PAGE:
(Reuters) – People worldwide are living three years longer than expected on average, pushing up the costs of aging by 50 percent, and governments and pension funds are ill prepared, the International Monetary Fund said.
Already the cost of caring for aging baby boomers is beginning to strain government budgets, particularly in advanced economies where by 2050 the elderly will match the numbers of workers almost one for one. The IMF study shows that the problem is global and that longevity is a bigger risk than thought.
For private pension plans in the United States alone, an extra three years of life would add 9.0 percent to liabilities, the IMF said in urging governments and the private sector to prepare now for the risk of longer lifespans.
Demographers for many years have assumed that the lengthening of lifespans would slow in developed countries. But with continual advances in medical technology, that has not happened as acutely as expected. In emerging economies, rising standards of living and the expansion of health care also are adding to lifespans.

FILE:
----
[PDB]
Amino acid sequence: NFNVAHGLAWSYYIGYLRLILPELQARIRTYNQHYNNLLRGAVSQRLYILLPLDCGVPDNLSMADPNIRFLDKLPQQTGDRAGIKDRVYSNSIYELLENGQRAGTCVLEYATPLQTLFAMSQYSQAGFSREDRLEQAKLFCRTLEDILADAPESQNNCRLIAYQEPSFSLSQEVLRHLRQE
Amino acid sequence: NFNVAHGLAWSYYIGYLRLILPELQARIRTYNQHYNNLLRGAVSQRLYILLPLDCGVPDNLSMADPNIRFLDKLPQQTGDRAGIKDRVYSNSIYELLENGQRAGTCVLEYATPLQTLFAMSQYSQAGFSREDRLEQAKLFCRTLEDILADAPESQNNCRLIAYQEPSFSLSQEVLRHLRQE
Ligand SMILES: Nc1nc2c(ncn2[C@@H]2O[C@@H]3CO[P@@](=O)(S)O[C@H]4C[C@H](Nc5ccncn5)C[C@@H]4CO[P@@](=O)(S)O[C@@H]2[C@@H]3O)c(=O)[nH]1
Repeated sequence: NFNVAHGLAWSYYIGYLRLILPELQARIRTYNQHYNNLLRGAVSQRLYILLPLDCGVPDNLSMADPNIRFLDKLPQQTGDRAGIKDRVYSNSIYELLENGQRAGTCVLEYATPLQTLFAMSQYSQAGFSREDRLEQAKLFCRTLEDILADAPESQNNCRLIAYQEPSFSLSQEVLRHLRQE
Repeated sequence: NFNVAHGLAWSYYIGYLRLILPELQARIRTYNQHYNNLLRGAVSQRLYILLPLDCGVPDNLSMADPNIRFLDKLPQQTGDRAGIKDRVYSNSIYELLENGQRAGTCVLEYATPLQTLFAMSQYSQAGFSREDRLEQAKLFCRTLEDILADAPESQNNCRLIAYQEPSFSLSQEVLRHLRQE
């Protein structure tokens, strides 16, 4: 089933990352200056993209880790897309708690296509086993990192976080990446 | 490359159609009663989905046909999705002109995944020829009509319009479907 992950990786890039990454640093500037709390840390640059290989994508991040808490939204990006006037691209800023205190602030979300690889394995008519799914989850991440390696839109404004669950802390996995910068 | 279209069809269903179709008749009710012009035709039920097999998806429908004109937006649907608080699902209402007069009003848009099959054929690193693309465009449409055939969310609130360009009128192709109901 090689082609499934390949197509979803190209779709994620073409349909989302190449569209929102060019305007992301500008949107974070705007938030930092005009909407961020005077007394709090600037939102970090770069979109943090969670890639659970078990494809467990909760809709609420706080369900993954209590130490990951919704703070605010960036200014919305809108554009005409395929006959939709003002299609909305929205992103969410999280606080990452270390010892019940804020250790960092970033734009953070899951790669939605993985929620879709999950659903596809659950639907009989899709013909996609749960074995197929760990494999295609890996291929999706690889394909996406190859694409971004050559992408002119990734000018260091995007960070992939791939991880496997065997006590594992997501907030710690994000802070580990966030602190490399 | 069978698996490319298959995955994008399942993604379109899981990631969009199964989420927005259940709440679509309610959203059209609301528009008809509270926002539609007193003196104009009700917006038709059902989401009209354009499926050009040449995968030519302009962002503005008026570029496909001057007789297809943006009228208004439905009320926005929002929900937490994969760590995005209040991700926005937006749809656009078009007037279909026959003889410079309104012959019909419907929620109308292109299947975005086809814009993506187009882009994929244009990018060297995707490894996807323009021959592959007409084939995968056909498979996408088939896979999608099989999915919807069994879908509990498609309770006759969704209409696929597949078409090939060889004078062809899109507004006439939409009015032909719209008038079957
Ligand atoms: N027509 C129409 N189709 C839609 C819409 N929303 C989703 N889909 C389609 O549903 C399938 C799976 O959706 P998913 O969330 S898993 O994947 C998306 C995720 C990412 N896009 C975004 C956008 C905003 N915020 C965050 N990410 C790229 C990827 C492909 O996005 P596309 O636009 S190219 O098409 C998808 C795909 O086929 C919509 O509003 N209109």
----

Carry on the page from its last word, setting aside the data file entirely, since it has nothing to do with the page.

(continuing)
To give an idea of how costly this could prove, the IMF estimated that if advanced economies were to plug the shortfall in pension savings of an extra three years immediately, they would have to stash away the equivalent of 50 percent of 2010 GDP, and emerging economies would need 25 percent.
These extra costs fall on top of the doubling in total expenses that countries can expect through 2050 from an aging population. The faster countries tackle the problem, the easier it will be to handle the risk of people living longer, the IMF said.
These estimates cover only pensions. They do not account for healthcare costs, which also rise the longer someone lives.